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SOUTHFIELD, Mich., Sept. 8, 2009 – For many years, lead was considered to be a useful material in manufacturing many products. But as concerns over human exposure to lead have grown, industries have worked to remove lead from consumer applications. Despite this effort, small amounts remain – especially inside electronic devices, where lead mixed with tin is found in solder.

Recently, a project team under the United States Council for Automotive Research LLC, (USCAR), whose members include Chrysler Group LLC, Ford Motor Company and General Motors Company, developed a process to help automotive suppliers remove lead-based solder from electronic components used in vehicles around the world.

Working through the Vehicle Recycling Partnership LLC (VRP), a Lead-Free Solder Validation Test Plan was developed for suppliers of audio components, instrument clusters, engine controls and other electronic components to use in meeting the requirements for all products manufactured by Chrysler, Ford and General Motors.

Representatives from parts suppliers TRW and Lear Corporation joined the VRP Lead-Free Solder Validation Team, which began work in April 2008. Among the challenges was sorting through the hundreds of tests and validation processes each of the original equipment manufacturers (OEMs) require suppliers to use.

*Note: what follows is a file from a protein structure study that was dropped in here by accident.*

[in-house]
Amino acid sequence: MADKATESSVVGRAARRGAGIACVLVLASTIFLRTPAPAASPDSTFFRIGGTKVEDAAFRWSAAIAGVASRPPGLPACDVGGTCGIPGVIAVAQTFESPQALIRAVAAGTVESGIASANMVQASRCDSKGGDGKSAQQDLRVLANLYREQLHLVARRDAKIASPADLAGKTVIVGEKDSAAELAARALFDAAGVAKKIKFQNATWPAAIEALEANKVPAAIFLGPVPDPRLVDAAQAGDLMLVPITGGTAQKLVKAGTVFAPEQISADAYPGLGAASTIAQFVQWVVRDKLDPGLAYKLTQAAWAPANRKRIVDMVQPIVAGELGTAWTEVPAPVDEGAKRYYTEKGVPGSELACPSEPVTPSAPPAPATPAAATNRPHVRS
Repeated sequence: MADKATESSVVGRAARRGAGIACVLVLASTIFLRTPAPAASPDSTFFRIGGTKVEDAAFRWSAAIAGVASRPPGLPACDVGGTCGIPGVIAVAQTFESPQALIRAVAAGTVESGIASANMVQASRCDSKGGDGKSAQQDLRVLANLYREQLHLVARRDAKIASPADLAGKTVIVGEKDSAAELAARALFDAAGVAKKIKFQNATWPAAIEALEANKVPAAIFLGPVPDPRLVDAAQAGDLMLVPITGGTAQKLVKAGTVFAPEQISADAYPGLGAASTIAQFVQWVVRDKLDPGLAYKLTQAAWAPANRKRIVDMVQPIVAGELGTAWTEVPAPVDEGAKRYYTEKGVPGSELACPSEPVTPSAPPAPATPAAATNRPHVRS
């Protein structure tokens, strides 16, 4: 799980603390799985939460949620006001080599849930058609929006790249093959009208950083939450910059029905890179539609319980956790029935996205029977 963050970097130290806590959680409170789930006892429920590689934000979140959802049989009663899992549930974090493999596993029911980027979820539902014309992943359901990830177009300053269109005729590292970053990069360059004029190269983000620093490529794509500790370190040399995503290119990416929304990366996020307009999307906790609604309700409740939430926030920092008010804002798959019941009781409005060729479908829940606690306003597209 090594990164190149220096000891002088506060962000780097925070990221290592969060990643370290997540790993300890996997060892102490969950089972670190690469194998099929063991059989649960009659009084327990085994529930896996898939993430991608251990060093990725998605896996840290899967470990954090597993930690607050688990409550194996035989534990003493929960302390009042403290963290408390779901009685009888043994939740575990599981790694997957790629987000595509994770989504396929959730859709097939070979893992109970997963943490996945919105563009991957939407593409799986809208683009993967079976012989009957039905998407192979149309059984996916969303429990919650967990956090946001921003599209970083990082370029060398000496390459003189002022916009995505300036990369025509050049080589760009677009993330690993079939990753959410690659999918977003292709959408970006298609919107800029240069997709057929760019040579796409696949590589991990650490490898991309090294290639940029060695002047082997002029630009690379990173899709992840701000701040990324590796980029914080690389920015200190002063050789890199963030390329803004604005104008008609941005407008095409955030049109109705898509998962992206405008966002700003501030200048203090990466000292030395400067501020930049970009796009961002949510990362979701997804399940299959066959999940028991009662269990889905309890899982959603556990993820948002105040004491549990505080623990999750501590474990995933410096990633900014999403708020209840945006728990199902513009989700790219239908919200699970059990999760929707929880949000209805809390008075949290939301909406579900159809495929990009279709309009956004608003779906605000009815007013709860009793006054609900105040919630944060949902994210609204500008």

“Taking lead out of a component essentially means it’s a new product,” said Jennifer Senish, member of the VRP Lead-Free Solder Validation Team and General Motors environmental/durability engineer. “There needs to be an entirely new set of tests, including chemical, thermal and fatigue evaluations to ensure the products are still robust.”

Validating components and certifying they are lead free are daunting tasks for the automotive parts suppliers, as the average car has between 400 and 600 electrical components.

When considering a single auto manufacturer, thousands of electronic components need to be re-engineered to be built with a tin/silver/copper solder. Multiply that among the dozens of OEMs globally, and the process could take years to complete.

“Whenever you think about changing something, you need to know which tests are essential for those changes. So we looked at everyone’s parameters and how we could combine them into a series of ‘surgical tests’ out of the hundreds of possibilities,” Senish said.

The benefit for suppliers is that testing once for three manufacturers will reduce costs and speed time-to-market. Plus, having completed an agreed-upon lead-free test plan, component suppliers and Detroit’s OEMs will be able to meet a European End-of-Life Vehicle (ELV) directive requiring the elimination of leaded solder in all electronic components beginning January 2011.

“This has really allowed us to be ahead of the game in terms of ELV requirements as well as the further elimination of lead used in vehicles in general,” Senish said.


Founded in 1992, USCAR is the collaborative automotive technology organization for Chrysler Group LLC, Ford Motor Company and General Motors Company. The goal of USCAR is to further strengthen the technology base of the domestic auto industry through cooperative research and development. For more information, visit USCAR’s Web site at www.uscar.org.


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